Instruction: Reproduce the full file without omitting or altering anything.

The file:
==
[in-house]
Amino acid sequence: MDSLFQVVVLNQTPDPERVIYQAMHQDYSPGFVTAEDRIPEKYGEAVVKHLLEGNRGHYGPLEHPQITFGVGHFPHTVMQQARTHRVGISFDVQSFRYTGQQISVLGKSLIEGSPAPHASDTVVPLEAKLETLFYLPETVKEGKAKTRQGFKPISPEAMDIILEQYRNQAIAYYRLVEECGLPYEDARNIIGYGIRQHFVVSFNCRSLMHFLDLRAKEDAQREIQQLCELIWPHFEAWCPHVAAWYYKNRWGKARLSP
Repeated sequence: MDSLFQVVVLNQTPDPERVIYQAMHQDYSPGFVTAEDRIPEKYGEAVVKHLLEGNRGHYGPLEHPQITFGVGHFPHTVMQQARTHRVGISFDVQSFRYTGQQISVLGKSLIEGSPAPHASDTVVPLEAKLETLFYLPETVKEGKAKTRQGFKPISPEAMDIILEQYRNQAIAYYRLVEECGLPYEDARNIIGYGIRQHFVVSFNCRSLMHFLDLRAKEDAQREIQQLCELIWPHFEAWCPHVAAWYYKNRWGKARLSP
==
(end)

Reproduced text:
[in-house]
Amino acid sequence: MDSLFQVVVLNQTPDPERVIYQAMHQDYSPGFVTAEDRIPEKYGEAVVKHLLEGNRGHYGPLEHPQITFGVGHFPHTVMQQARTHRVGISFDVQSFRYTGQQISVLGKSLIEGSPAPHASDTVVPLEAKLETLFYLPETVKEGKAKTRQGFKPISPEAMDIILEQYRNQAIAYYRLVEECGLPYEDARNIIGYGIRQHFVVSFNCRSLMHFLDLRAKEDAQREIQQLCELIWPHFEAWCPHVAAWYYKNRWGKARLSP
Repeated sequence: MDSLFQVVVLNQTPDPERVIYQAMHQDYSPGFVTAEDRIPEKYGEAVVKHLLEGNRGHYGPLEHPQITFGVGHFPHTVMQQARTHRVGISFDVQSFRYTGQQISVLGKSLIEGSPAPHASDTVVPLEAKLETLFYLPETVKEGKAKTRQGFKPISPEAMDIILEQYRNQAIAYYRLVEECGLPYEDARNIIGYGIRQHFVVSFNCRSLMHFLDLRAKEDAQREIQQLCELIWPHFEAWCPHVAAWYYKNRWGKARLSP